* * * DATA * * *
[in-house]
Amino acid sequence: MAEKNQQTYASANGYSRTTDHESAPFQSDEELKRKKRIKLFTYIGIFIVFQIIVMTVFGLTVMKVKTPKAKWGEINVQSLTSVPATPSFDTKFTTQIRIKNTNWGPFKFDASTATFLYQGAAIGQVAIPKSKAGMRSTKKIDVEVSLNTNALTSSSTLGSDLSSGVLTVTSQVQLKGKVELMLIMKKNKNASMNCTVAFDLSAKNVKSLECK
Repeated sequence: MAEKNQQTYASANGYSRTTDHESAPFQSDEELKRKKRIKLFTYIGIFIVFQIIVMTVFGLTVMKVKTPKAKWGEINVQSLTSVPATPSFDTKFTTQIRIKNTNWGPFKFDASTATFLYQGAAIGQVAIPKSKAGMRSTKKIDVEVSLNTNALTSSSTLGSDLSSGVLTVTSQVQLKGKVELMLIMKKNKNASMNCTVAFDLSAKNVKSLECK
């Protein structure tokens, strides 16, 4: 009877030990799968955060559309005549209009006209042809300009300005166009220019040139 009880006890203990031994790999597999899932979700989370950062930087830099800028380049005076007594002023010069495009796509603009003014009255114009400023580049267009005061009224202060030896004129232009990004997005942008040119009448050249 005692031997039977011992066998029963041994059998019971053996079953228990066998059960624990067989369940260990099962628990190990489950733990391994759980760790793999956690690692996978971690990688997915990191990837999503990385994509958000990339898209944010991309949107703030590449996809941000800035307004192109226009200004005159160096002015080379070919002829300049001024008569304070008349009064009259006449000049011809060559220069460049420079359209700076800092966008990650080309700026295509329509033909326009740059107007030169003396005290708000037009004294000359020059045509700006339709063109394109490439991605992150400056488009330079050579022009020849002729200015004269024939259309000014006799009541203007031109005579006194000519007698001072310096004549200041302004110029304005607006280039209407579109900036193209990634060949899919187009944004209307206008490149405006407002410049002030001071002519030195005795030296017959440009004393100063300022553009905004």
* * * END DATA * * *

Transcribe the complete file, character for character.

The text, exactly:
[in-house]
Amino acid sequence: MAEKNQQTYASANGYSRTTDHESAPFQSDEELKRKKRIKLFTYIGIFIVFQIIVMTVFGLTVMKVKTPKAKWGEINVQSLTSVPATPSFDTKFTTQIRIKNTNWGPFKFDASTATFLYQGAAIGQVAIPKSKAGMRSTKKIDVEVSLNTNALTSSSTLGSDLSSGVLTVTSQVQLKGKVELMLIMKKNKNASMNCTVAFDLSAKNVKSLECK
Repeated sequence: MAEKNQQTYASANGYSRTTDHESAPFQSDEELKRKKRIKLFTYIGIFIVFQIIVMTVFGLTVMKVKTPKAKWGEINVQSLTSVPATPSFDTKFTTQIRIKNTNWGPFKFDASTATFLYQGAAIGQVAIPKSKAGMRSTKKIDVEVSLNTNALTSSSTLGSDLSSGVLTVTSQVQLKGKVELMLIMKKNKNASMNCTVAFDLSAKNVKSLECK
């Protein structure tokens, strides 16, 4: 009877030990799968955060559309005549209009006209042809300009300005166009220019040139 009880006890203990031994790999597999899932979700989370950062930087830099800028380049005076007594002023010069495009796509603009003014009255114009400023580049267009005061009224202060030896004129232009990004997005942008040119009448050249 005692031997039977011992066998029963041994059998019971053996079953228990066998059960624990067989369940260990099962628990190990489950733990391994759980760790793999956690690692996978971690990688997915990191990837999503990385994509958000990339898209944010991309949107703030590449996809941000800035307004192109226009200004005159160096002015080379070919002829300049001024008569304070008349009064009259006449000049011809060559220069460049420079359209700076800092966008990650080309700026295509329509033909326009740059107007030169003396005290708000037009004294000359020059045509700006339709063109394109490439991605992150400056488009330079050579022009020849002729200015004269024939259309000014006799009541203007031109005579006194000519007698001072310096004549200041302004110029304005607006280039209407579109900036193209990634060949899919187009944004209307206008490149405006407002410049002030001071002519030195005795030296017959440009004393100063300022553009905004």